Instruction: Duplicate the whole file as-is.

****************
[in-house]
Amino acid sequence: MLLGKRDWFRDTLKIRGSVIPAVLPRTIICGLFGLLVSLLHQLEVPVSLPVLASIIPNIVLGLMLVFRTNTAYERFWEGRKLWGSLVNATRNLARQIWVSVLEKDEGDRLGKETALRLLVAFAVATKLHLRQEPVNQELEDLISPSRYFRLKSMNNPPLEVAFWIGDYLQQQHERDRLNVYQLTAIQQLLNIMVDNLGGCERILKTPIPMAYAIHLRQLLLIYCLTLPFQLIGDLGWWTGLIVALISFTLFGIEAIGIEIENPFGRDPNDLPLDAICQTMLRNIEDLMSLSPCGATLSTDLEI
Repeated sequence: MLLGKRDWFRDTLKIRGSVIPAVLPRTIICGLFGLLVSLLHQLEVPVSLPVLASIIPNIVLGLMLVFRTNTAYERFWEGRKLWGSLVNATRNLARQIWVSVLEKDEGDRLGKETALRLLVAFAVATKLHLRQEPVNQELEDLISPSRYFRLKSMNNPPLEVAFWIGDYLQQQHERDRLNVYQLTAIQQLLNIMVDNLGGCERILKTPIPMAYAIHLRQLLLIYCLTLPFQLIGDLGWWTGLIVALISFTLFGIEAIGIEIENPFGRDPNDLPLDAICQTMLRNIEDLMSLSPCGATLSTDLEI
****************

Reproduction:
[in-house]
Amino acid sequence: MLLGKRDWFRDTLKIRGSVIPAVLPRTIICGLFGLLVSLLHQLEVPVSLPVLASIIPNIVLGLMLVFRTNTAYERFWEGRKLWGSLVNATRNLARQIWVSVLEKDEGDRLGKETALRLLVAFAVATKLHLRQEPVNQELEDLISPSRYFRLKSMNNPPLEVAFWIGDYLQQQHERDRLNVYQLTAIQQLLNIMVDNLGGCERILKTPIPMAYAIHLRQLLLIYCLTLPFQLIGDLGWWTGLIVALISFTLFGIEAIGIEIENPFGRDPNDLPLDAICQTMLRNIEDLMSLSPCGATLSTDLEI
Repeated sequence: MLLGKRDWFRDTLKIRGSVIPAVLPRTIICGLFGLLVSLLHQLEVPVSLPVLASIIPNIVLGLMLVFRTNTAYERFWEGRKLWGSLVNATRNLARQIWVSVLEKDEGDRLGKETALRLLVAFAVATKLHLRQEPVNQELEDLISPSRYFRLKSMNNPPLEVAFWIGDYLQQQHERDRLNVYQLTAIQQLLNIMVDNLGGCERILKTPIPMAYAIHLRQLLLIYCLTLPFQLIGDLGWWTGLIVALISFTLFGIEAIGIEIENPFGRDPNDLPLDAICQTMLRNIEDLMSLSPCGATLSTDLEI